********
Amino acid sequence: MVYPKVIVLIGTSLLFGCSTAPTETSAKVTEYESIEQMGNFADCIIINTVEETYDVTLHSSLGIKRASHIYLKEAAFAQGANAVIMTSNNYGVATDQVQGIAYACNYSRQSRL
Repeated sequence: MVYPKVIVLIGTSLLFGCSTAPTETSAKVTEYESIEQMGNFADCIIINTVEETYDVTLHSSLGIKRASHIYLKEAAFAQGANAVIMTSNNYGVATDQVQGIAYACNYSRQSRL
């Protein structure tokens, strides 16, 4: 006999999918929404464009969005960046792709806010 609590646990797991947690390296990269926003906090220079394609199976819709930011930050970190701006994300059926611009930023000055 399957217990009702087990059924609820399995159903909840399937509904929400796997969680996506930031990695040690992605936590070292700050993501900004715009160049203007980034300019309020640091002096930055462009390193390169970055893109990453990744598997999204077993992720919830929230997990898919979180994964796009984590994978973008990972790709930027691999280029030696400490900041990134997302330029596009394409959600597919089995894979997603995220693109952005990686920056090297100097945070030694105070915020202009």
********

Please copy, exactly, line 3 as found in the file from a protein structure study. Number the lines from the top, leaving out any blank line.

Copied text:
């Protein structure tokens, strides 16, 4: 006999999918929404464009969005960046792709806010 609590646990797991947690390296990269926003906090220079394609199976819709930011930050970190701006994300059926611009930023000055 399957217990009702087990059924609820399995159903909840399937509904929400796997969680996506930031990695040690992605936590070292700050993501900004715009160049203007980034300019309020640091002096930055462009390193390169970055893109990453990744598997999204077993992720919830929230997990898919979180994964796009984590994978973008990972790709930027691999280029030696400490900041990134997302330029596009394409959600597919089995894979997603995220693109952005990686920056090297100097945070030694105070915020202009």